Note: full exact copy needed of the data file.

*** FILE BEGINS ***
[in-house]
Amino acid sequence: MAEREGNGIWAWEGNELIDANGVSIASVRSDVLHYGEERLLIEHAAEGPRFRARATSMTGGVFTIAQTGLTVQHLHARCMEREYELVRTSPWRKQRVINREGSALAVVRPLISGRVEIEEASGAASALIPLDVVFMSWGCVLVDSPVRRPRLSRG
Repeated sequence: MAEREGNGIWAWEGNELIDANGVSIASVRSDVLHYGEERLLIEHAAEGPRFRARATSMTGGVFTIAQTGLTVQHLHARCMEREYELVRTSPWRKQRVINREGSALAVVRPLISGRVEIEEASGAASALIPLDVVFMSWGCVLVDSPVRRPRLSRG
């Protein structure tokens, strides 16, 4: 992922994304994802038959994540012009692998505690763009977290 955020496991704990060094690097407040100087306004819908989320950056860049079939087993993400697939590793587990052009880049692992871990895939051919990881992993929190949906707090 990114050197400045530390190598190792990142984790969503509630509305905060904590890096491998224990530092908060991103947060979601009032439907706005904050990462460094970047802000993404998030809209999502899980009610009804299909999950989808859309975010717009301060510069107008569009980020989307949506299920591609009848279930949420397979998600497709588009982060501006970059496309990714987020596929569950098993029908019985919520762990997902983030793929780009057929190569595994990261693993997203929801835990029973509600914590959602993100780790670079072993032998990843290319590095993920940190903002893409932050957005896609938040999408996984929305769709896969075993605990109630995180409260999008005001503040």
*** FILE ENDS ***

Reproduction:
[in-house]
Amino acid sequence: MAEREGNGIWAWEGNELIDANGVSIASVRSDVLHYGEERLLIEHAAEGPRFRARATSMTGGVFTIAQTGLTVQHLHARCMEREYELVRTSPWRKQRVINREGSALAVVRPLISGRVEIEEASGAASALIPLDVVFMSWGCVLVDSPVRRPRLSRG
Repeated sequence: MAEREGNGIWAWEGNELIDANGVSIASVRSDVLHYGEERLLIEHAAEGPRFRARATSMTGGVFTIAQTGLTVQHLHARCMEREYELVRTSPWRKQRVINREGSALAVVRPLISGRVEIEEASGAASALIPLDVVFMSWGCVLVDSPVRRPRLSRG
């Protein structure tokens, strides 16, 4: 992922994304994802038959994540012009692998505690763009977290 955020496991704990060094690097407040100087306004819908989320950056860049079939087993993400697939590793587990052009880049692992871990895939051919990881992993929190949906707090 990114050197400045530390190598190792990142984790969503509630509305905060904590890096491998224990530092908060991103947060979601009032439907706005904050990462460094970047802000993404998030809209999502899980009610009804299909999950989808859309975010717009301060510069107008569009980020989307949506299920591609009848279930949420397979998600497709588009982060501006970059496309990714987020596929569950098993029908019985919520762990997902983030793929780009057929190569595994990261693993997203929801835990029973509600914590959602993100780790670079072993032998990843290319590095993920940190903002893409932050957005896609938040999408996984929305769709896969075993605990109630995180409260999008005001503040």